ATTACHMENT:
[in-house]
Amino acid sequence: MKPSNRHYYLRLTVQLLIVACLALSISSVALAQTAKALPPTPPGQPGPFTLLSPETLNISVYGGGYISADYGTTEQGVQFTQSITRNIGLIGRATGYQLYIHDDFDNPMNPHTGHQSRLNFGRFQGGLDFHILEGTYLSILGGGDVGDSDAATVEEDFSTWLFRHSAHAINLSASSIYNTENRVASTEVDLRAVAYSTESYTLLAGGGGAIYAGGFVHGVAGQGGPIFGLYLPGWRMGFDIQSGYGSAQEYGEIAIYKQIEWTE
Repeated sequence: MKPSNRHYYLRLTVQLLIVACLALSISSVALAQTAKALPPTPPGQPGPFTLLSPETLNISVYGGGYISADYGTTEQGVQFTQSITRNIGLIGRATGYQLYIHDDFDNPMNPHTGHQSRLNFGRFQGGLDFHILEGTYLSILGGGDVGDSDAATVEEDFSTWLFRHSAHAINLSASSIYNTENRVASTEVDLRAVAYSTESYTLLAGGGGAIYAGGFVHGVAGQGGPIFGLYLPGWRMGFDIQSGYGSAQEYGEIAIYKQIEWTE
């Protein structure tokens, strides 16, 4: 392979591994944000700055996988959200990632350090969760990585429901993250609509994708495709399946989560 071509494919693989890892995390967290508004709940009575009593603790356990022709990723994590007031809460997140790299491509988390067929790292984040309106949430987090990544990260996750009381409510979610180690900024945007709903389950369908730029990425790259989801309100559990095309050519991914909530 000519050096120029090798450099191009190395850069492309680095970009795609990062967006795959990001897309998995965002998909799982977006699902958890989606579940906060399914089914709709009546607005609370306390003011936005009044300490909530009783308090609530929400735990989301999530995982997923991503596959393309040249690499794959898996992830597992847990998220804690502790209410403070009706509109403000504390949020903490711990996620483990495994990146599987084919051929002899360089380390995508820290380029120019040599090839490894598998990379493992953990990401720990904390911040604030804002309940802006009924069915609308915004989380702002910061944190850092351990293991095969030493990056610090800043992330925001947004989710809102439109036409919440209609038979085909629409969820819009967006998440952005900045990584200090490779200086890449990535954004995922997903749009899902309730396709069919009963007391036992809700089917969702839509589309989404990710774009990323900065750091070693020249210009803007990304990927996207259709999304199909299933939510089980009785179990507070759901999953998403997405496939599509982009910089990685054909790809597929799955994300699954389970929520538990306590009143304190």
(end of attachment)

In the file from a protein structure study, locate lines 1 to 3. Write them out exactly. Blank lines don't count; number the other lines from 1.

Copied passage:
[in-house]
Amino acid sequence: MKPSNRHYYLRLTVQLLIVACLALSISSVALAQTAKALPPTPPGQPGPFTLLSPETLNISVYGGGYISADYGTTEQGVQFTQSITRNIGLIGRATGYQLYIHDDFDNPMNPHTGHQSRLNFGRFQGGLDFHILEGTYLSILGGGDVGDSDAATVEEDFSTWLFRHSAHAINLSASSIYNTENRVASTEVDLRAVAYSTESYTLLAGGGGAIYAGGFVHGVAGQGGPIFGLYLPGWRMGFDIQSGYGSAQEYGEIAIYKQIEWTE
Repeated sequence: MKPSNRHYYLRLTVQLLIVACLALSISSVALAQTAKALPPTPPGQPGPFTLLSPETLNISVYGGGYISADYGTTEQGVQFTQSITRNIGLIGRATGYQLYIHDDFDNPMNPHTGHQSRLNFGRFQGGLDFHILEGTYLSILGGGDVGDSDAATVEEDFSTWLFRHSAHAINLSASSIYNTENRVASTEVDLRAVAYSTESYTLLAGGGGAIYAGGFVHGVAGQGGPIFGLYLPGWRMGFDIQSGYGSAQEYGEIAIYKQIEWTE